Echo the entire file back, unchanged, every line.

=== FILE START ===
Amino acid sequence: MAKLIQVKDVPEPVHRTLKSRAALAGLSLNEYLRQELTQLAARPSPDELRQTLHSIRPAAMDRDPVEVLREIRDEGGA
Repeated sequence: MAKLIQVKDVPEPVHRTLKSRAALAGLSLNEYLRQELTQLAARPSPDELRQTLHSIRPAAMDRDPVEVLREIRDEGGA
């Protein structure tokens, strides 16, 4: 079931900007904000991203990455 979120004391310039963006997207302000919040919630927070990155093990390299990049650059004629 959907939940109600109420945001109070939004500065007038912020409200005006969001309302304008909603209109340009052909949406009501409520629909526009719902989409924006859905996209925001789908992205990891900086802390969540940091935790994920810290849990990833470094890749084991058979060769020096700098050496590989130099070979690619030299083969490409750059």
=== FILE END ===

Amino acid sequence: MAKLIQVKDVPEPVHRTLKSRAALAGLSLNEYLRQELTQLAARPSPDELRQTLHSIRPAAMDRDPVEVLREIRDEGGA
Repeated sequence: MAKLIQVKDVPEPVHRTLKSRAALAGLSLNEYLRQELTQLAARPSPDELRQTLHSIRPAAMDRDPVEVLREIRDEGGA
């Protein structure tokens, strides 16, 4: 079931900007904000991203990455 979120004391310039963006997207302000919040919630927070990155093990390299990049650059004629 959907939940109600109420945001109070939004500065007038912020409200005006969001309302304008909603209109340009052909949406009501409520629909526009719902989409924006859905996209925001789908992205990891900086802390969540940091935790994920810290849990990833470094890749084991058979060769020096700098050496590989130099070979690619030299083969490409750059």